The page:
We have two very similar modules in our MVC project - one for reports and one for exports. Just to explain our nomenclature - exports is only used to generate flat files, and reports is only used to display data in the GUI and to generate PDF files via the GUI.

These modules are distinct in the code, but a lot of the logic and some parts of the models are the similar. For example both the report and export models have a Field class containing properties such as the name of the field and the type of the field, and both the export and report models have a Filter class with properties such as the filter's unique name, the label accompanying the filter in the GUI, etc.

The two modules were written by different people - myself and a co-worker. Some model classes are literally identical (the Filter class is one such class) but others are similar but have necessary differences. For example, the Field class in the exports model has the Width property to store the maximum allowable number of characters in fixed width export, however the Field class in the reports model does not have this Width property because there is no such thing as a fixed width field in a report. Conversely, the Field class in the reports model has a property called Grouping to indicate whether this field is used for group-aggregations in the resulting report, whereas this is not applicable in our exports.

Hopefully from this you get the picture - two models with similar classes. In addition some of the logic is similar between the two modules also. For example filters are received from the GUI and processed in the same way for both exports and reports. This is the exception rather than the rule though - most of the logic is different since ultimately the modules perform different tasks.

So now we have a few different options:

  1. Keep both modules entirely separate - this is how the code currently is. All code is distinct (except for the functionality that is common to all modules in the project, such as getting data from the database, user authentication, type-manipulations, etc, but such code is not the topic of this question).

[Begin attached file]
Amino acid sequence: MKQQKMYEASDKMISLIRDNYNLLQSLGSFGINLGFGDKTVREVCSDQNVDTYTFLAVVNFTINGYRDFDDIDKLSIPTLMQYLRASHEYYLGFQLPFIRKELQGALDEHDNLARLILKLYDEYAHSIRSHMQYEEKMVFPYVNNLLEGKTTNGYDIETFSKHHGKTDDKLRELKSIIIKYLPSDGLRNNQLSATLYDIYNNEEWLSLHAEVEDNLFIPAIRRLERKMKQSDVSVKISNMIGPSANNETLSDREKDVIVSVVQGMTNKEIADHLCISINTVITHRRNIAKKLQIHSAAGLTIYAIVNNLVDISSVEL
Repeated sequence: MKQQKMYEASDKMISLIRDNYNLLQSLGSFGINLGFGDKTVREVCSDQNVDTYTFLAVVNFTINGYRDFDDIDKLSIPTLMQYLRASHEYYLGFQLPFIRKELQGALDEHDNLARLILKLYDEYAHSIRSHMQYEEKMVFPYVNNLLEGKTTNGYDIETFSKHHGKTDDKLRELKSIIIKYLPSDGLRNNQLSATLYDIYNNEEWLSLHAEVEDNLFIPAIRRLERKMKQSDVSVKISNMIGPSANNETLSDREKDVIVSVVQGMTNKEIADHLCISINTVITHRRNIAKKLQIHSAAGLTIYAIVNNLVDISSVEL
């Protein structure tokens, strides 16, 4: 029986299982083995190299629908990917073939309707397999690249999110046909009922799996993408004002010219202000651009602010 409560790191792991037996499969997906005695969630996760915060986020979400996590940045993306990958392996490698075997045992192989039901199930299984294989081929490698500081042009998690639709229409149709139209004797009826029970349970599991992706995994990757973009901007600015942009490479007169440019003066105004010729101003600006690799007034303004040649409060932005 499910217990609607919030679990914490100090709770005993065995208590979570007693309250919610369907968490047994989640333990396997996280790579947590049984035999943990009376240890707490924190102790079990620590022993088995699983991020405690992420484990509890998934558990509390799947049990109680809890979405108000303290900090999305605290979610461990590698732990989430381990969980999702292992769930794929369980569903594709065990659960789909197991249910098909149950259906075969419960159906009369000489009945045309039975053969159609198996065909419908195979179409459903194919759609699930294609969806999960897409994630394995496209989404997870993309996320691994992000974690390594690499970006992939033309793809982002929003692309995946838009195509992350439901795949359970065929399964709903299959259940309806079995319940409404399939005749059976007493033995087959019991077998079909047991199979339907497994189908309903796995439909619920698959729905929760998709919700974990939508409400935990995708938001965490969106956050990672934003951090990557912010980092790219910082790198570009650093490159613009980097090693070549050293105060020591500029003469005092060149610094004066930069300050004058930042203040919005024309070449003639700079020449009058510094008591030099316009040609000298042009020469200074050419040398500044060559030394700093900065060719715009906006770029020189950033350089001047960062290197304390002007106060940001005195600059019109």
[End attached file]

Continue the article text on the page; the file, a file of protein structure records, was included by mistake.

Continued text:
2. Reference bits of one module from the other. For example, we both might use the Filter class as defined in the export model and delete the Filter class from the reports model.
  3. Create a new model (eg ExportsAndReports.cs) to contain only the bits of the model that can be shared between exports and reports (eg the Filter) class. Also create new logic functions for use by both exports and reports modules where functionality is identical.

I understand there is no right answer, but I'm looking for advice from those who have been down this road already. What do you recommend? What do you regret?

Also the Single Responsibility Principle sounds like it would be applicable here. Would it dictate completely separate modules though? Or would it allow for sharing components of a model and/or just the logic?

  • "functionality that is common to all modules in the project, such as getting data from the database, user authentication, type-manipulations, etc." - code that is common between just two modules is still common. Follow the pattern.
    – Den
    Commented Aug 8, 2016 at 9:22
  • @Den I think you may have misunderstood the question. I have updated point #1 to hopefully clarify it. Commented Aug 8, 2016 at 10:17
  • @mullhausen I would extract a new "module" and put common code there and then use this new module from the two existing modules. However the answer depends on many factors such as the level of collaboration in your team, the likelihood of common code changes, whether similarities are superficial or not, who will be maintaining etc.
    – Den
    Commented Aug 8, 2016 at 10:32

1 Answer 1

  • One should model apps based on POJOS, interfaces, abstract classes, etc.
  • Then those pieces can be used in the "model" (MVC)

But it seems you designed the app as if the model was a namespace or an entity in itself. The model is an architectural scafolding where you use logic that already exists in POJOS, interfaces and abstract classes in order to make a MVC-architected app. You could use those POJOS, interfaces and abstract classes in a non-MVC app and they should work the same.

That said, my recommendation is that you organize your code in logical namespaces according to what the POJOS, interfaces and abstract classes do. Then use those components in your models via importing, reusing etc (I don't know the language you are using).

Bottomline: I'd go with option #2.


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